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Talks & Seminars
Title: SAT-Based Automatic Rectification and of Debugging Combinational Circuits with Look-up Table Insertions
Prof. Masahiro Fujita, University of Tokyo
Date & Time: August 8, 2012 14:30
Venue: Conference Room, 01st Floor, C Block, Dept. of Computer Science & Engg., Kanwal Rekhi Building
Abstract:
Introducing partial programmability in circuits by replacing some gates with look up tables (LUTs) can be an effective way to improve post-silicon or in-field rectification and debugging. Although finding configurations of LUTs that can correct the circuits can be formulated as a QBF problem, solving it by state-of-the-art QBF solvers is still a hard problem for large circuits and many LUTs. In this talk, we present a rectification and debugging method for combinational circuits with LUTs by repeatedly applying Boolean SAT solvers. Through the experimental results, we show our proposed method can quickly find LUT configurations for large circuits with many LUTs, which cannot be solved by a QBF solver.
Speaker Profile:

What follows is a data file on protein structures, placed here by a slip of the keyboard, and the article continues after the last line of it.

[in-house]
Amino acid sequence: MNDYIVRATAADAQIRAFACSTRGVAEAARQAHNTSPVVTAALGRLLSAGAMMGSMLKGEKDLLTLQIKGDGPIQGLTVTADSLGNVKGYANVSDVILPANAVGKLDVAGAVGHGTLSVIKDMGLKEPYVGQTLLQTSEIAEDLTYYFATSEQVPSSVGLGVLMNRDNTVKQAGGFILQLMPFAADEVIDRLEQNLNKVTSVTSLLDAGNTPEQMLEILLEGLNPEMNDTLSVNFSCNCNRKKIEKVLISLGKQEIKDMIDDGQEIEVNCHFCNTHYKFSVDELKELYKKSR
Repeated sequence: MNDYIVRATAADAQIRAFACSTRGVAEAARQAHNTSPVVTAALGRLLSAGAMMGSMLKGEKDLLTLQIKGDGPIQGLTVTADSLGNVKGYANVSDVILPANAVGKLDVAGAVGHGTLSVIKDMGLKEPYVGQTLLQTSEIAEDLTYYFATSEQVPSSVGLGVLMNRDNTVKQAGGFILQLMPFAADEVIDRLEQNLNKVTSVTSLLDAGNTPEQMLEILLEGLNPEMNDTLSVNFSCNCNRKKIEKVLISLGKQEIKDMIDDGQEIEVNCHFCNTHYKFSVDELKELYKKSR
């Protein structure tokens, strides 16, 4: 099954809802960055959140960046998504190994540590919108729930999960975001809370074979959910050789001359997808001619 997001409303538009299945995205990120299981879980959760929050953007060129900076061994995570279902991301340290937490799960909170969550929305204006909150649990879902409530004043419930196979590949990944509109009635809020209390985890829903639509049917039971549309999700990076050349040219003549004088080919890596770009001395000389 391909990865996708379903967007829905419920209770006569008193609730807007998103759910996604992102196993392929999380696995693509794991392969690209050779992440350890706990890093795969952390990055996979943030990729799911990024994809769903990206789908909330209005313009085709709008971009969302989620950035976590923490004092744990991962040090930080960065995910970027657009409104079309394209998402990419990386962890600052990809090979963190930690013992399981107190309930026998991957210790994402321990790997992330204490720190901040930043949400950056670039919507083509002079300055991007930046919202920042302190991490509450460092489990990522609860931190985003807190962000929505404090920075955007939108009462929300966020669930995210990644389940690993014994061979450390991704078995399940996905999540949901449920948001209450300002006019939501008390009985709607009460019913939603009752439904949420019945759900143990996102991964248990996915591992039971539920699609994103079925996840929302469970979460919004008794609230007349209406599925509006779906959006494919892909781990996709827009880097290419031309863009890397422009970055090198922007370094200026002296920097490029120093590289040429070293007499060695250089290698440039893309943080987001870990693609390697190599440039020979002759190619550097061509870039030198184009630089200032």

Masahiro Fujita received his Ph.D. in Information Engineering from the University of Tokyo in 1985 on his work on model checking of hardware designs by using logic programming languages. In 1985, he joined Fujitsu as a researcher and started to work on hardware automatic synthesis as well as formal verification methods and tools, including enhancements of BDD/SAT-based techniques. From 1993 to 2000, he was director at Fujitsu Laboratories of America and headed a hardware formal verification group developing a formal verifier for real-life designs having more than several million gates. The developed tool has been used in production internally at Fujitsu and externally as well. Since March 2000, he has been a professor at VLSI Design and Education Center of the University of Tokyo. He has done innovative work in the areas of hardware verification, synthesis, testing, and software verification-mostly targeting embedded software and web-based programs. He has been involved in a Japanese governmental research project for dependable system designs and has developed a formal verifier for C programs that could be used for both hardware and embedded software designs. The tool is now under evaluation jointly with industry under governmental support. He has authored and co-authored 10 books, and has more than 200 publications. He has been involved as program and steering committee member in many prestigious conferences on CAD, VLSI designs, software engineering, and more. His current research interests include synthesis and verification in SoC (System on Chip), hardware/software co-designs targeting embedded systems, digital/analog co-designs, and formal analysis, verification, and synthesis of web-based programs and embedded programs.
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